It’s been a quarter-century since John Elway, Terrell Davis and the rest of the 1997 Broncos captured Denver’s first Super Bowl win. The ’97 Broncos etched their names into NFL lore after dethroning the defending champion Packers while becoming the AFC’s first Super Bowl champion in 13 years.
The legacy of the ’97 Broncos will be honored this fall as the team plans to celebrate the 25th anniversary of its accomplishment. The team will welcome back players, coaches and staff members from that team for Denver’s Week 7 home game against the New York Jets. A halftime celebration of the ’97 Broncos will be part of the day’s festivities.
“The 25th anniversary of the Broncos’ first Super Bowl championship is a special occasion deserving of a tribute that celebrates how much the 1997 team means to our organization and fans,” said Broncos president & CEO Joe Ellis. “During an unforgettable season, that iconic team overcame tremendous adversity to deliver a long-awaited World Championship to our fans as double-digit underdogs in Super Bowl XXXII. Along with all of Broncos Country, we’re excited to honor the many great players, coaches and staff from the 1997 Super Bowl-champion Broncos to highlight this year’s Homecoming Weekend.”
Despite a 12-4 record, the ’97 Broncos had to win three playoff games — and road games in Kansas City and Pittsburgh — just to reach the Super Bowl. Once there, the Broncos played like the team that was a double-digit favorite. After allowing a Packers score on the game’s opening drive, Denver scored 17 unanswered points behind Davis’ running and a defense that forced two turnovers of league MVP Brett Favre.
“The NFC’s [mentality] was, ‘Just show up and you’ll win the Super Bowl.’ And we felt all that,” Davis told CBS Sports last summer. “Every single doubter was out there saying, ‘same old Broncos.’ And we knew we were a totally different team. We were built different. We were more of an NFC style team with how we ran the ball. We were physical, and our defense was really good.”
The game threatened to be a runaway before Davis sustained a migraine that kept him sidelined for most of the second quarter. The Packers rallied to tie the score at the start of the third quarter, setting the stage for one of the most dramatic finishes in Super Bowl history. With Davis back in the huddle, the Broncos mounted a go-ahead drive that featured Elway’s helicopter run that gave momentum back to Denver. Green Bay countered with Favre’s third touchdown pass of the game, but was unable to do anything else on its next two possessions.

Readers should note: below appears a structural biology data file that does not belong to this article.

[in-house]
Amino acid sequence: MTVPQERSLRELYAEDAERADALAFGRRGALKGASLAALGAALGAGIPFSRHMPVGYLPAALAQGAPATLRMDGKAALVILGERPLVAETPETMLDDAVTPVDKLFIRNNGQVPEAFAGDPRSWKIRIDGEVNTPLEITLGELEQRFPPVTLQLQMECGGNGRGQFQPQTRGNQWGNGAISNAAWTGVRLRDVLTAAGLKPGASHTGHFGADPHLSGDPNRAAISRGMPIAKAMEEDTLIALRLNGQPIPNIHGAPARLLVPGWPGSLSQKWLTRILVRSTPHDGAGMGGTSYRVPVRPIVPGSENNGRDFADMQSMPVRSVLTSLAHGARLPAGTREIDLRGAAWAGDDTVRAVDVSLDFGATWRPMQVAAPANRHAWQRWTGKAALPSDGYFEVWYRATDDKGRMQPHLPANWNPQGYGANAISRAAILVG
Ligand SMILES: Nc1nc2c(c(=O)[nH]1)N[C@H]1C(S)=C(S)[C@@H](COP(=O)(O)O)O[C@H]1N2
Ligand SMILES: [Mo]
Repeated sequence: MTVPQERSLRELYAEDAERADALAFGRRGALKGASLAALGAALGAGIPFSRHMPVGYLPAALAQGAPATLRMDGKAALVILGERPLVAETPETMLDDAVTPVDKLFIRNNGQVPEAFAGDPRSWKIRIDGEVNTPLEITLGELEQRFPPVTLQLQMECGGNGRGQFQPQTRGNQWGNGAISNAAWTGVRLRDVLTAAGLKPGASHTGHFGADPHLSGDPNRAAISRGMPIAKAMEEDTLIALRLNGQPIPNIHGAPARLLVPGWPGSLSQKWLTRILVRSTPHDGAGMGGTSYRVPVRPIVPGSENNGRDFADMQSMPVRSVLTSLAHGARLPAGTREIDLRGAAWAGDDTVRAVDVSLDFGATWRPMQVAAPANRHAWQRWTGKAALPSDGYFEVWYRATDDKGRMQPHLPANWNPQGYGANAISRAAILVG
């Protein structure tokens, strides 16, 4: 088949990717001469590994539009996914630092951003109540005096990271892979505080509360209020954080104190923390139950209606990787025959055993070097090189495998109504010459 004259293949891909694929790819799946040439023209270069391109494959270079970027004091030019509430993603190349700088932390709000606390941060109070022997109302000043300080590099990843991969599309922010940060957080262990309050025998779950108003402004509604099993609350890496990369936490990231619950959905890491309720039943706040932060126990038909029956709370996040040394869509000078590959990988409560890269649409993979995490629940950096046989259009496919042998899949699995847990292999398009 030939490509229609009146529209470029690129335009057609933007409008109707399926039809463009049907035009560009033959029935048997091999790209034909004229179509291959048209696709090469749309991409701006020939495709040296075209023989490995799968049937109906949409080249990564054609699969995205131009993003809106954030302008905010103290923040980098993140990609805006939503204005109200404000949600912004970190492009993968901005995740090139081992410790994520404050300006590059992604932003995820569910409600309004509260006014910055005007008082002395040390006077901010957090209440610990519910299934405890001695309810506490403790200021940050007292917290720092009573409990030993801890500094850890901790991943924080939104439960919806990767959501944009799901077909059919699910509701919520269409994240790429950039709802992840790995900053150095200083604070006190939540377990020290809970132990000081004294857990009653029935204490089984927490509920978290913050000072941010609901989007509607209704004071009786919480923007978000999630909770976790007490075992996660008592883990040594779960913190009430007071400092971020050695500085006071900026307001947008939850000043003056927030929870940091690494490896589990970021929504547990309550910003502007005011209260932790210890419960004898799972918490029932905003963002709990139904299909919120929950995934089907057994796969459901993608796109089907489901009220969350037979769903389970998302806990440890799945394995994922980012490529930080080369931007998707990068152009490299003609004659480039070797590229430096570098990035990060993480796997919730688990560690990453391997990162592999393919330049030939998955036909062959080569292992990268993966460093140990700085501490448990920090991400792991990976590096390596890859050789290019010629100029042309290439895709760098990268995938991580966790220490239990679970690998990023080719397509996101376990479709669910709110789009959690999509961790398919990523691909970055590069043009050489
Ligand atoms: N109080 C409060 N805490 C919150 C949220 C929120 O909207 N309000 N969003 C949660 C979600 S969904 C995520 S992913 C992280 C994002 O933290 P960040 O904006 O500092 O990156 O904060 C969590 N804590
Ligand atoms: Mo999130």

Denver moved ahead for good when Davis scored his third touchdown of the day (a Super Bowl record) with 1:47 remaining. The Broncos’ defense then forced three straight incompletions from Favre to seal Denver’s 31-24 triumph. Elway was lifted into the air by his teammates, while Davis won MVP honors after rushing for 157 yards.
The Broncos quickly went from David to Goliath. The ’98 Broncos stormed out to a 13-0 start, finished 14-2, then defeated the Dolphins and Jets in the playoffs by a combined score of 61-13. Against the Falcons in Super Bowl XXXIII, the Broncos cruised to a 34-19 win to become the seventh team to win back-to-back titles. Elway was named MVP in what his final NFL game.
“We are one of the greatest teams to ever play,” Davis said. “When they do the rankings of the top 25 teams of all time, we’re always in there. I think last time I saw we were in the teens or something like that. We’re a team that could go play in any era [because] we weren’t a gimmick team. Sometimes you see a team that runs the Wildcat where they might be successful because they were new and no one saw that. Now you’ve got the RPOs where when they first started doing it, defenses couldn’t stop it. … We didn’t have anything gimmicky like that.
“We had really, really good players. We had outstanding coaching. We had a solid system. We had a combination of really unselfish guys who played for each other who didn’t really care who got the credit, and that’s rare. And we had a singular focus. We were the Patriots before the Patriots. They talk about the Patriot Way, well we had the Bronco Way. We had players who didn’t buy into that, and Mike [Shanahan] moved them out of there.”
Shanahan’s Broncos were largely a collection of overlooked yet motivated players. Along with Davis, the Broncos’ key offensive players in those years included undrafted receiver Rod Smith, journeyman receiver Ed McCaffrey, tight end Shannon Sharpe (a former seventh-round pick), fullback Howard Griffith (ninth-round pick), linemen Mark Schlereth (10th-round pick), Tom Nalen (seventh-round pick) and Tony Jones (undrafted). Defensively, the Broncos had a Hall of Fame safety in Steve Atwater, a nasty linebacker in Bill Romanowski, and an elite pass-rusher in Neil Smith who came over from the rival Chiefs in order to win a Super Bowl.
“We didn’t have a lot of big names,” Davis said. “We had John, but John was at the end. And he didn’t care about throwing for 5,000 yards. He just wanted to win.”